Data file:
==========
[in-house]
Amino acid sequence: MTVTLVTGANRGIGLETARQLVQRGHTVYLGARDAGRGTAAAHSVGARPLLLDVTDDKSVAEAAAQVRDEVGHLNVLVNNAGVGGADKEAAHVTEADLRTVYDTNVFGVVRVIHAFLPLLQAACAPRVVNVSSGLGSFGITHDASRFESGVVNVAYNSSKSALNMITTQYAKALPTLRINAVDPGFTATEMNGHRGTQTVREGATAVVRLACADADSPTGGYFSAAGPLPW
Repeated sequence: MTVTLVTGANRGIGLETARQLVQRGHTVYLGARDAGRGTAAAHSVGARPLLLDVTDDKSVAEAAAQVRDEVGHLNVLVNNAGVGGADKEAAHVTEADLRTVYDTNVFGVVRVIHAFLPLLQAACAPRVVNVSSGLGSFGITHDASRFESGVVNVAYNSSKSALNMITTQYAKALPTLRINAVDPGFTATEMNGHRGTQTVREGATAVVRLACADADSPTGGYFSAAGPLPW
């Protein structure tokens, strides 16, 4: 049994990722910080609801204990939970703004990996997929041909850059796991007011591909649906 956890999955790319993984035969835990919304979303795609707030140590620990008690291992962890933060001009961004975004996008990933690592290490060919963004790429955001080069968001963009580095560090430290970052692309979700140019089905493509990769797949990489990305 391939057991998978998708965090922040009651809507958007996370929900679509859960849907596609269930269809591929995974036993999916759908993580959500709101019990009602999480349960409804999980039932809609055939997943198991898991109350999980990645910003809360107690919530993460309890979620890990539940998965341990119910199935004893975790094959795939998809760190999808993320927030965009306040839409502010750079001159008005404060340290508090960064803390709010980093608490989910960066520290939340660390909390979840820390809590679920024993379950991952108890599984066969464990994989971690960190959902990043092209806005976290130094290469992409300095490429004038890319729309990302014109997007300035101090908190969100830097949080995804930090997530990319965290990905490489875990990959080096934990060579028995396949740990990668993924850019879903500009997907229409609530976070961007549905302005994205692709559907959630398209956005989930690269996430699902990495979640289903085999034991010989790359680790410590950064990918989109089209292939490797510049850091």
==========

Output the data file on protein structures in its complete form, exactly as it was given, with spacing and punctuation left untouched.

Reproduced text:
[in-house]
Amino acid sequence: MTVTLVTGANRGIGLETARQLVQRGHTVYLGARDAGRGTAAAHSVGARPLLLDVTDDKSVAEAAAQVRDEVGHLNVLVNNAGVGGADKEAAHVTEADLRTVYDTNVFGVVRVIHAFLPLLQAACAPRVVNVSSGLGSFGITHDASRFESGVVNVAYNSSKSALNMITTQYAKALPTLRINAVDPGFTATEMNGHRGTQTVREGATAVVRLACADADSPTGGYFSAAGPLPW
Repeated sequence: MTVTLVTGANRGIGLETARQLVQRGHTVYLGARDAGRGTAAAHSVGARPLLLDVTDDKSVAEAAAQVRDEVGHLNVLVNNAGVGGADKEAAHVTEADLRTVYDTNVFGVVRVIHAFLPLLQAACAPRVVNVSSGLGSFGITHDASRFESGVVNVAYNSSKSALNMITTQYAKALPTLRINAVDPGFTATEMNGHRGTQTVREGATAVVRLACADADSPTGGYFSAAGPLPW
């Protein structure tokens, strides 16, 4: 049994990722910080609801204990939970703004990996997929041909850059796991007011591909649906 956890999955790319993984035969835990919304979303795609707030140590620990008690291992962890933060001009961004975004996008990933690592290490060919963004790429955001080069968001963009580095560090430290970052692309979700140019089905493509990769797949990489990305 391939057991998978998708965090922040009651809507958007996370929900679509859960849907596609269930269809591929995974036993999916759908993580959500709101019990009602999480349960409804999980039932809609055939997943198991898991109350999980990645910003809360107690919530993460309890979620890990539940998965341990119910199935004893975790094959795939998809760190999808993320927030965009306040839409502010750079001159008005404060340290508090960064803390709010980093608490989910960066520290939340660390909390979840820390809590679920024993379950991952108890599984066969464990994989971690960190959902990043092209806005976290130094290469992409300095490429004038890319729309990302014109997007300035101090908190969100830097949080995804930090997530990319965290990905490489875990990959080096934990060579028995396949740990990668993924850019879903500009997907229409609530976070961007549905302005994205692709559907959630398209956005989930690269996430699902990495979640289903085999034991010989790359680790410590950064990918989109089209292939490797510049850091």